A UWM engineering professor has been chosen to serve on a committee that will review the failure and collapse of the mammoth radio telescope at the Arecibo Observatory in Puerto Rico last year.
The new graduate certificate for working civil and environmental engineers with undergraduate degrees is geared toward students who are interested in continuing their education but not yet ready to commit to a master’s program.
The U.S. Department of Energy has awarded funding to UWM to operate an Industrial Assessment Center, which offers free evaluations to manufacturers and wastewater treatment plants to help them reduce waste, save energy and reduce carbon emissions.
UWM alumna Carrie Bristoll-Groll noticed a lack of proper stormwater management in the Milwaukee area, so she built a successful business to fill this void. She now helps municipalities, businesses and homeowners manage the water that flows so abundantly across the region.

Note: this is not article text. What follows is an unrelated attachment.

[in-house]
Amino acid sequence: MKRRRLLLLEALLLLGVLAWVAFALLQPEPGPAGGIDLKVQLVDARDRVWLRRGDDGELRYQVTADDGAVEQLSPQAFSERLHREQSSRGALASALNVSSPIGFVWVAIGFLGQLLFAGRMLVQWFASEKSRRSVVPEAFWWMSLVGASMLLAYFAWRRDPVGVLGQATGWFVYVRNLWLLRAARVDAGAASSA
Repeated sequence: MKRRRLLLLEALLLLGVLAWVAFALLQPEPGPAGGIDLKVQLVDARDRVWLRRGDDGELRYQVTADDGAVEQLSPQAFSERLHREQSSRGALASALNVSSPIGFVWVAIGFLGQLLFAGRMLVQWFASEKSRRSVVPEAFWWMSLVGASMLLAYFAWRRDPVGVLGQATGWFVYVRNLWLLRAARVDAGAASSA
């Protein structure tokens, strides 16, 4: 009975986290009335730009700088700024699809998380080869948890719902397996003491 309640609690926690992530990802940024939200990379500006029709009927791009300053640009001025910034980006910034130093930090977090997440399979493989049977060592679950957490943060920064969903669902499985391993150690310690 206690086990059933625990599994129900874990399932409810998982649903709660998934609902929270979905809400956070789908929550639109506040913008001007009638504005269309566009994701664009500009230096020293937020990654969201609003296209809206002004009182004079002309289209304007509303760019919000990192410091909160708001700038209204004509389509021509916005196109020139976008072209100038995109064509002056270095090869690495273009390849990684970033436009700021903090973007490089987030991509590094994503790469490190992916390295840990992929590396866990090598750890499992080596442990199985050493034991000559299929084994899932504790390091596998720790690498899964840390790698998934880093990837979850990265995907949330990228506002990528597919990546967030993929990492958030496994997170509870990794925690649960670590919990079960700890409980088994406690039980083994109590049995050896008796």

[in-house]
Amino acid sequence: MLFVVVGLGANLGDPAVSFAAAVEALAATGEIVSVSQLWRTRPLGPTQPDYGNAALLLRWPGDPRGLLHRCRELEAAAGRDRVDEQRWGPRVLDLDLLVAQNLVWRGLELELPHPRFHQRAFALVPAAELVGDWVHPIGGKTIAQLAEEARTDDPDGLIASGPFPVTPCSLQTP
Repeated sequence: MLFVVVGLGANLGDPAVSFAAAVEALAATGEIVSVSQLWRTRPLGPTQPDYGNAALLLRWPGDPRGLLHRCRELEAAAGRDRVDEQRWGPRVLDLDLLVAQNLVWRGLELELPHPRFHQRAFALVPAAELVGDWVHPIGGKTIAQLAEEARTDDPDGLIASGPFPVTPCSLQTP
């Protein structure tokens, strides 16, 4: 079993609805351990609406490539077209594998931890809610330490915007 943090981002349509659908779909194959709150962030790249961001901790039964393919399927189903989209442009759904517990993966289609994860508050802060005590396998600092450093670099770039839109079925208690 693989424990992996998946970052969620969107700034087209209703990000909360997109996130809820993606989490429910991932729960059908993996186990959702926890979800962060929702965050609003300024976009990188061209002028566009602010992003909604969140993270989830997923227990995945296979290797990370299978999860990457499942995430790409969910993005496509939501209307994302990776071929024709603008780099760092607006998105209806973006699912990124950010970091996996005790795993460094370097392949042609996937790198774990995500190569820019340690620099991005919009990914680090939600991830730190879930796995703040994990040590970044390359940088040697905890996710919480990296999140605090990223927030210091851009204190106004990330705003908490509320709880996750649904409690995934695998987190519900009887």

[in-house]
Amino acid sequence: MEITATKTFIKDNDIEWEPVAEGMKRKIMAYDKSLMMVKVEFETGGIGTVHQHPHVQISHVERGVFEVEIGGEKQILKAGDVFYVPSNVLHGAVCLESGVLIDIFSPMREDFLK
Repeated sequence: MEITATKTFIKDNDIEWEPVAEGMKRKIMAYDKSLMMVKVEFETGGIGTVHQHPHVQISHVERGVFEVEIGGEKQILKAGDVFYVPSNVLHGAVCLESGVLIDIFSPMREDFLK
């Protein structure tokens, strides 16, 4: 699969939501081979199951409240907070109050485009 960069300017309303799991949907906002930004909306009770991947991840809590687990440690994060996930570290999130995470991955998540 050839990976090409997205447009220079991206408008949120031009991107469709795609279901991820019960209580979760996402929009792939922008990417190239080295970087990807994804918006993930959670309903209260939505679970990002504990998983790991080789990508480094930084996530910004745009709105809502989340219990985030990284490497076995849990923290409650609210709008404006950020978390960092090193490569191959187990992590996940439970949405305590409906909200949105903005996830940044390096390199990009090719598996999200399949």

Mohammad “Habib” Rahman has been awarded a three-year, $1.49 million grant for research on a robotic assistive arm that would allow users to feed themselves, open doors, pick up an object and perform other activities that are essential for independence.
Woo-Jin Chang will investigate the effectiveness of an “electric filter” to quickly extract the viruses that cause COVID-19 in as little as one minute from a saliva or blood sample.
UWM engineer Junjie Niu has developed an electrode material that delivers quick charging with higher capacity and more energy for the batteries used in smartphones and electric cars.
The coronavirus pandemic scotched the opportunity for several engineering students to travel to Taiwan for an internship, but now four of them are helping with a project to help battle the disease.
The secrets of success for an entrepreneur really aren’t all that secret, according to four UWM alums and entrepreneurs who spoke at the 2020 Milwaukee Engineering Research Conference.
Students from 10 Milwaukee-area schools are putting their heads together to improve the Milwaukee County Zoo’s trains, with help from UWM and other partners.